Sensory pleasures, like the ones I described above, are so rich, so free, so easy to access and share, that they should be celebrated much more often.  But we lack the language.  Not just the words, but the very concept.  We need to relearn how to immerse ourselves into the goodness of creation around us.  We need to come alive again to the value of what we hear away from the jangle and clatter of industrial life, and what we feel beyond our protective fabrics, and what we smell and see and taste.  We are bodily beings and that’s something to celebrate!

And that’s why I refuse to ‘hug’ over the internet.  Internet interactions are great for the cerebral, but pathetic for what is fully human.   This morning on social media one of my acquaintance reposted a banner that said she needed a hug, and I could ‘hug’ her by reposting the banner.  I get that she’s lonely.  I get that being single she’s not getting anywhere near the physical affirmation I enjoy myself, immersed as I am in an affectionate family.  But I also get that reposting that banner will do practically nothing about that.  The initial author of the banner might be gratified by multitudinous repostings, and my acquaintance might (did) get some positive written responses, but did she get hugged?  No.  A hug is wonderful.  When my son or daughter wraps their arms around me and squeezes and holds me, I know I’m being loved.  It’s a bodily thing.

I don’t want us to stop expressing our regard for one another in non-physical forums, but nor do I want us to delude ourselves into thinking we can be human if we cut ourselves off from our bodily experiences.  In an increasingly touch-phobic/techno-centred society (see we need more touching, not less.  We need to be more sensory, not less.  And we need to listen to and understand what our own senses tell us about what is good, what is enough, what is too much, and what is not enough.

'Far Away' XKCD comic by Randal Munroe

This isn’t saying that we should be dominated or controlled by our senses.  We can – and sometimes must – consciously endure sensory unpleasantness for greater goals; I need to defer my sexual desires out of respect for others.  I need to pass by the sweet-smelling fruit on the grocers stall and not just help myself.  I need to suffer the physical pain of a needle prick in order to give blood.  These are not pleasant sensations – but they are easily bearable given the vast range of pleasant sensory experiences I enjoy elsewhere.  Yes, we are far more than sensory, but we are certainly no less than, and enjoying sensory experiences in no way means that we lose control of our actions.  Let’s not expect ourselves, or those around us, to live in a state of sensory deprivation.  Let’s touch one another, and shower sensory blessings upon each other; give gifts of fragrant flowers, soft cloths, rich foods, and luminous colour.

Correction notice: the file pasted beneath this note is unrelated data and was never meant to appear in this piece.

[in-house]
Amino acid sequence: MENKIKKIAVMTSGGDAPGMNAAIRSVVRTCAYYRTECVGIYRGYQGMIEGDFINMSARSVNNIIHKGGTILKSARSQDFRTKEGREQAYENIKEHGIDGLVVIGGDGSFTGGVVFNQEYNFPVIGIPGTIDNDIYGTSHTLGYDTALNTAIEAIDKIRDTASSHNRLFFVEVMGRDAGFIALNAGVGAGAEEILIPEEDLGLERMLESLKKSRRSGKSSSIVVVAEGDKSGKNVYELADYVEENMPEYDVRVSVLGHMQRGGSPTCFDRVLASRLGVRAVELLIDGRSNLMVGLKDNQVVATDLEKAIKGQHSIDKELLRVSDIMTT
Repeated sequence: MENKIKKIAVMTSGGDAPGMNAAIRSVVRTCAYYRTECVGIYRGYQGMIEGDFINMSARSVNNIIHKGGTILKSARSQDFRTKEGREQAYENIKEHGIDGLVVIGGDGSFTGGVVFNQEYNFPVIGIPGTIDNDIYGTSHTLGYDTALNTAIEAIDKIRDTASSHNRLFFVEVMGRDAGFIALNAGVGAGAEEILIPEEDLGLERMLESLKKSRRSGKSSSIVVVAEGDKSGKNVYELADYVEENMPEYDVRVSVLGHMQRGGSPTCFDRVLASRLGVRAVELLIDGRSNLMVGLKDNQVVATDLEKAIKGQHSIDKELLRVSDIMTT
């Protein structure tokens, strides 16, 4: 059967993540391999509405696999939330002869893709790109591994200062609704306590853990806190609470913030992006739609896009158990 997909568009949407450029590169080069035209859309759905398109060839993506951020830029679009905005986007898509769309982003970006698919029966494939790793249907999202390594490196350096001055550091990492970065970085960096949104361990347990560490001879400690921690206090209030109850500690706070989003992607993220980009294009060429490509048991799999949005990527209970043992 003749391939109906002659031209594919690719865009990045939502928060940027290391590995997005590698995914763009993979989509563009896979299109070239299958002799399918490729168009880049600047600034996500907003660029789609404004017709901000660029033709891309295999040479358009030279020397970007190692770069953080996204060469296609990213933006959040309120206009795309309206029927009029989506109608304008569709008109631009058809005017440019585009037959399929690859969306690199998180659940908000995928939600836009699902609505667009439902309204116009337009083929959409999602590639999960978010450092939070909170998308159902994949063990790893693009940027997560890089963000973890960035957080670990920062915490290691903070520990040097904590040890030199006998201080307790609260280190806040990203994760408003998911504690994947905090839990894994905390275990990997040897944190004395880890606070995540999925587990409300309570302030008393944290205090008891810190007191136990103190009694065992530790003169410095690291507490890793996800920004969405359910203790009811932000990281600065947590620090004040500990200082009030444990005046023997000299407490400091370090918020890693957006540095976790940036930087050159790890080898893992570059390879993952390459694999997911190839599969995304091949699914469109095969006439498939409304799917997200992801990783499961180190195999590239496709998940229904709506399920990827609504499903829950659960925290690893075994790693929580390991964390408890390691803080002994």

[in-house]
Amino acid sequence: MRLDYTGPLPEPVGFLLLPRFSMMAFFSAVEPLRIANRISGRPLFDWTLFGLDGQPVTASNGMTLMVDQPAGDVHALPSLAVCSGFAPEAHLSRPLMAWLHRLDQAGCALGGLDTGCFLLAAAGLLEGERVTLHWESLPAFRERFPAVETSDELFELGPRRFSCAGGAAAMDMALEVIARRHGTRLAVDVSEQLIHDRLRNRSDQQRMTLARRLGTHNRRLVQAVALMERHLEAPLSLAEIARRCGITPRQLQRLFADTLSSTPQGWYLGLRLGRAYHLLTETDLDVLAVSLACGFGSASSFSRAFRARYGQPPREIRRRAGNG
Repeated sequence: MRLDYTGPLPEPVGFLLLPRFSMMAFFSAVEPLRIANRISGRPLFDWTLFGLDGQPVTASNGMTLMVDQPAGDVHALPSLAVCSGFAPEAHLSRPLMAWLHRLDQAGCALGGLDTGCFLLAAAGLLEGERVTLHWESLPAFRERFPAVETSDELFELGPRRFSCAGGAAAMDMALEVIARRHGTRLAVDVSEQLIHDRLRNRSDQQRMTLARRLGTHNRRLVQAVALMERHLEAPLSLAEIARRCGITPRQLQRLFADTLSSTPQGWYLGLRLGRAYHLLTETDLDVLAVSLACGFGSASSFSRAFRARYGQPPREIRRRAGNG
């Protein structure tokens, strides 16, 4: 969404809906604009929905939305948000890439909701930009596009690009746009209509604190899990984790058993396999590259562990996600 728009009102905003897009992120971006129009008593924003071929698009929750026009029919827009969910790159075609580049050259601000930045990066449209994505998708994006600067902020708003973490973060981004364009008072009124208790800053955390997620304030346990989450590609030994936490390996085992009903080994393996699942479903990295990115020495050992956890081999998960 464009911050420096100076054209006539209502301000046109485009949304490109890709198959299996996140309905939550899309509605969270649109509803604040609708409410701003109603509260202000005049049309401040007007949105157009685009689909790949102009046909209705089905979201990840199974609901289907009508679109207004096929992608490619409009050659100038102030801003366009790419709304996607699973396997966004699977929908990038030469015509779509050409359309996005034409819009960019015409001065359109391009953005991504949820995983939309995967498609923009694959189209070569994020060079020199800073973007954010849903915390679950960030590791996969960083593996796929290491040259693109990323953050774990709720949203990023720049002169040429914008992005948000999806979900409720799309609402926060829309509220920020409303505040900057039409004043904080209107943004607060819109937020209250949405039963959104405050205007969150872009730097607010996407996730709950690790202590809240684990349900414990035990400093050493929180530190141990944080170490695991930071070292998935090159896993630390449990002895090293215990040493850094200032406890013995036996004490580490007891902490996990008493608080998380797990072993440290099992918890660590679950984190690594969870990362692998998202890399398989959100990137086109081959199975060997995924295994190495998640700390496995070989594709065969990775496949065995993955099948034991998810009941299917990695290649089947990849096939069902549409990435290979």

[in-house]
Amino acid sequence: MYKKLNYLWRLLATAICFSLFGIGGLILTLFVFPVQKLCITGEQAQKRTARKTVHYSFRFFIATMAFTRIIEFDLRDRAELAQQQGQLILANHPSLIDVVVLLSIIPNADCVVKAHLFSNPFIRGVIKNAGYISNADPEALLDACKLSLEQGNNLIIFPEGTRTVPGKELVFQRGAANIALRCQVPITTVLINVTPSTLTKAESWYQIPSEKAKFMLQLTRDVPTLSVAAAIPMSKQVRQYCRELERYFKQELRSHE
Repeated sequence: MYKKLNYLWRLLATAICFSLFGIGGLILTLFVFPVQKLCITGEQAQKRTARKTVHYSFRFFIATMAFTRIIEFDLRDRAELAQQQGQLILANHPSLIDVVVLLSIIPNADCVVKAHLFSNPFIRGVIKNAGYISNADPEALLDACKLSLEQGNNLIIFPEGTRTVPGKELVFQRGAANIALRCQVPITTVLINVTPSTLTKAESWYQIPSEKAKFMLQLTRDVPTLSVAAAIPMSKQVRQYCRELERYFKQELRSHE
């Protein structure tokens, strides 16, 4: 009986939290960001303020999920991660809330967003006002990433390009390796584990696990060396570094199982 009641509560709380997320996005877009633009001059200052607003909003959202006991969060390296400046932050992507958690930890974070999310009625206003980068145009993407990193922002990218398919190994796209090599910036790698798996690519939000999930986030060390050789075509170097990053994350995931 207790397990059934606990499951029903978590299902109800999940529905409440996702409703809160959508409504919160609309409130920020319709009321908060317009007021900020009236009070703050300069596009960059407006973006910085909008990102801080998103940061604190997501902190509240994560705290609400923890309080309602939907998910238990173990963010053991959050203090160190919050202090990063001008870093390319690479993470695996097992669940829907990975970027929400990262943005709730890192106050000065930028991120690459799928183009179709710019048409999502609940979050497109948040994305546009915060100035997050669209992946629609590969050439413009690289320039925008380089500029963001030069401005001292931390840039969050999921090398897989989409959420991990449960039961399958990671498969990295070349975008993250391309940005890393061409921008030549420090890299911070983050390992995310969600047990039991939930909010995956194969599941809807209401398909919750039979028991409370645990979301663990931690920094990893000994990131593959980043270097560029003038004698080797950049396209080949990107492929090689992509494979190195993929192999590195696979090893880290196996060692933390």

Maybe then, when we acknowledge and enjoy the full range of positive sensory experience that is available to us every day, we will be less overwhelmed by the porn/violence/gluttony industries.

Go on, be a world-changer.  Really hug someone you love today.


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The Value of Encouragement

New Zealanders are feeling the cold at the moment.  Winter has well and truly begun with a cold southerly wind bringing beautiful clear skies, occasional squalls, and frost – even to our warm, sub-tropical climate.  So I spent a couple of hours in the weekend chopping firewood.  Actually, I got the good end of the stick; my wife spent a couple of hours on the sideline of a soccer field.  At least I was moving vigorously and keeping warm. 

Mind you, there can be a fair bit of vigorous movement on the sidelines, too, as parents and coaches race up and down with their players, bawling encouragement and instructions.  Son no. 2 is in a team which has a fantastic coach; the first time I watched them play, I was blown away by how positive he was towards the kids.  He was constantly telling them, individually and specifically, what they were doing right and how well they were doing it.  Not surprisingly, they continually brought home wins. 

As I was chopping firewood on Saturday morning, I didn’t get to hear the coach; but I did, in fact, get a bit of encouragement all my own.  Our three year-old son wondered out to find me.  “What you doing, Dad?”

“Chopping the fire-wood.” (swing, Grunt, *Thwack*).


“To make it small enough to go in the fireplace.” (swing, *ka-chunk*)

“Wow, Daddy!  You did it!”

“Yeah. (swing)”